source: / The Hindu / Home> News> Cities> Bengaluru / by Roli Agarwal / Bengaluru – May 29th, 2017

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    KNS Institute of Technology students display the drones designed by them at Eduverse, the ninth edition of Jnana Degula education expo organised by Deccan Herald and Prajavani, at Jayamahal Palace Hotel grounds on Sunday. DH photo

    KNS Institute of Technology students display the drones designed by them at Eduverse, the ninth edition of Jnana Degula education expo organised by Deccan Herald and Prajavani, at Jayamahal Palace Hotel grounds on Sunday. DH photo

    An unmanned aerial vehicle (UAV) at Rs 1,500? Students of KNS Institute of Technology have done it, without much fanfare. They plan to enhance the design to customise the drones for surveillance and transporting goods.

    The makers of the plane – Inayatullah, Debabrata Mondal, Premkumar Singh and Syed Junaid – represented their college along with vice principal Nayeem Ahmad at Jnana Degula-Eduverse event organised by DH and Prajavani.

    Inayatullah said the plane was made of simple polymer materials (expanded polyolefin and polystyrene) and can carry 350 gm payload. “It can fly for an hour at a speed of 45 km per hour. We have used a propeller made of composite material with aluminium coating so that it can fly at a height of 500 feet and withstand force of up to 85 newtons,” he said.

    The team is also working on a plane specifically designed for surveillance.“While the 45 kmph plane can be improvised to make it a delivery drone, we are working on a plane that flies slower, at 36 kmph, providing opportunities for deeper surveillance of a particular area,” Mondal said.

    Inayatullah said the cost of the UAVs will come down further if produced on a large scale. “The UAVs produced by government agencies cost a lot. Our planes are disposable. The army can use the surveillance drone and does not have to worry if one of them is lost or destroyed,” he said.

    The planes can be controlled by a 2.4GHz radio frequency device, which has a range of 2.5 km. “The remote controller cost us Rs 3,500. Considering that it is the plane and not the device that is susceptible to damage, we think ours is the most affordable UAV,” he said.

    “The turbo is imported from China for Rs 90 and sold in India for Rs 250. The same turbo can be made in India at a cost of Rs 40. Nearly 95% of the materials were imported from China. After a detailed study, we found the cost will come down to Rs 600, if we make these materials in India,” Inayatullah said.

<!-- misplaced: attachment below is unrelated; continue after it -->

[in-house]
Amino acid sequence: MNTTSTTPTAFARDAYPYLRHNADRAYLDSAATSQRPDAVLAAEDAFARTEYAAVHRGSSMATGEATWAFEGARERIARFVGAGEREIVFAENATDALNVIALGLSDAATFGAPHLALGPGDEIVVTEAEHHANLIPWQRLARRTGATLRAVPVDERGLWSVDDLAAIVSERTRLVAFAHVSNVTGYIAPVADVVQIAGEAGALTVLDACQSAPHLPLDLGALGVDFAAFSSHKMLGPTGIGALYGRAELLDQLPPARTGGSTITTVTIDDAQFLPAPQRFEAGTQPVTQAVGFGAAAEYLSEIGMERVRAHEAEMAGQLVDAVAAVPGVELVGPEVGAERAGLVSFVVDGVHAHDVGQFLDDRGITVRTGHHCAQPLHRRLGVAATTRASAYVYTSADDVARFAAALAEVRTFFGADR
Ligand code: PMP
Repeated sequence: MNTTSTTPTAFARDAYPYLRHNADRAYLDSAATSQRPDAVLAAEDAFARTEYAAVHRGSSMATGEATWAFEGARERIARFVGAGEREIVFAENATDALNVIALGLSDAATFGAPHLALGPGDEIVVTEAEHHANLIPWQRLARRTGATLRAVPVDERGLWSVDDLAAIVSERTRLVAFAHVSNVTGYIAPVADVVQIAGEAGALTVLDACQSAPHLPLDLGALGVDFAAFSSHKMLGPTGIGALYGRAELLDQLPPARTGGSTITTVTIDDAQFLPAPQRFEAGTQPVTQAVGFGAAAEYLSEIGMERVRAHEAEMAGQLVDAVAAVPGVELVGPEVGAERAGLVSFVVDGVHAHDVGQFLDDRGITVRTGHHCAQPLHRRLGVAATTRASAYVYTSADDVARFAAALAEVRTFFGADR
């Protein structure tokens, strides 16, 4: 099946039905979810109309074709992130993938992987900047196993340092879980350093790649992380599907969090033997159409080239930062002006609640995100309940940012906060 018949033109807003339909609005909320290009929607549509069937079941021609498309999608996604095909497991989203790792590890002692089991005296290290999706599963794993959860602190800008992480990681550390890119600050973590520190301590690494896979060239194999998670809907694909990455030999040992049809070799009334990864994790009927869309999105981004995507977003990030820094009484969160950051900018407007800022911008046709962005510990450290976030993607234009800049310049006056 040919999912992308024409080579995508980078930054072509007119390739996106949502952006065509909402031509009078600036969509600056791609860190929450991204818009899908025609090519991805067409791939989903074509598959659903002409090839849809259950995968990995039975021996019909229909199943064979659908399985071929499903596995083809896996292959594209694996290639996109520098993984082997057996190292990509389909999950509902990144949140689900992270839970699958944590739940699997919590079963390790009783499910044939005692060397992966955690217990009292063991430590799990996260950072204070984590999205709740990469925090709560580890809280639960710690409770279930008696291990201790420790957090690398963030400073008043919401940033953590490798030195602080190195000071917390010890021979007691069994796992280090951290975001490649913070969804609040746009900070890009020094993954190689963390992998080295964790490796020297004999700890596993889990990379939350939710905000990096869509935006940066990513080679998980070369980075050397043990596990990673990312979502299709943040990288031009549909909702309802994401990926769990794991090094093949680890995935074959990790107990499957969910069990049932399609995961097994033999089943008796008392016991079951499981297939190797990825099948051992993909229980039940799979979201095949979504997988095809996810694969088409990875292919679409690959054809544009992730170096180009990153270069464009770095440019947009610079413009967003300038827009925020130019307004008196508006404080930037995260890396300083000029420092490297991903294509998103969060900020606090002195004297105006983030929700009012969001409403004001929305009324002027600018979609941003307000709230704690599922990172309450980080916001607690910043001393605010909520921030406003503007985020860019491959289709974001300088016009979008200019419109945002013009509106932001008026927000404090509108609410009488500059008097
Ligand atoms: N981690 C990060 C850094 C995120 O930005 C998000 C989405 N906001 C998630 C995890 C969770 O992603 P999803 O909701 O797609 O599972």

source: / Deccan Herald / Home> City / DH News Service / Bengaluru – May 29th, 2017

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    Kartik Mandaville has wide experience working with start-ups

    Kartik Mandaville has wide experience working with start-ups

    Kartik, 26, spoke at RecTech 2017 in Barcelona, one-of-a-kind forum

    At 26, Kartik Mandaville, chief executive officer (CEO) and founder of SpringRole — a machine learning-based recruiting software in Bengaluru and Los Angeles — is the youngest to address the RecTech 2017, the only conference focused on innovation in recruitment advertising and technology outside of the US.

    The event offers a one-of-a-kind forum for senior executives in publishing and technology companies that offer talent acquisition solutions.

    The conference focussed on mobile transformations, “total candidate focus”, programmatic advertising, artificial intelligence and machine learning.

    Held from May 17-19, it played host to an impressive group of recruitment experts and influential speakers from around the world.

    Sharing his experience with Bangalore Mirror, Kartik Mandaville said it was a wonderful experience to share the stage with leaders from top companies in the USA and Europe. “Moreover, I was probably the youngest there. There was immense learning from the conference, being part of the panel and conducting the workshop. I must admit, I was nervous, but the workshop was well received and I was surprised to find a queue of people waiting to talk to me, which was humbling. Mostly we discussed about the future of recruitment – how artificial intelligence is going to help in the process and make it convenient for HR (human resources) managers,” he said.

    More than 100 high-level executives from recruitment advertising and tech companies attended the conference, mainly from Europe, the US, Latin America and Africa.

    Mandaville is a serial entrepreneur who also serves as senior technical advisor at Science in Santa Monica, California, and other companies.

    He graduated from Carnegie Mellon University (CMU) with Masters from the Language Technologies Institute focussing on big data, machine learning, natural language processing and BioTech.

    Mandaville has wide experience working with start-ups. At Science, he worked with early-stage start-ups to architecting out their technology, building the team and scaling.

    He built the Science India team having 40-plus software engineers and product working across the portfolio companies.

    Before joining CMU, he was a full-stack developer working at Shareaholic on the product distribution channel and different web properties. As a student at Manipal University, he launched ‘Autobudder’ in 2010 for Facebook, an application that automatically wishes friends on their birthdays.

    The following year, he was part of the team that launched ‘Let Me Know’, a unique portal that helps students across India find opportunities of various kinds such as internships, workshops, seminars, conferences, tech-fests, literary events and much more.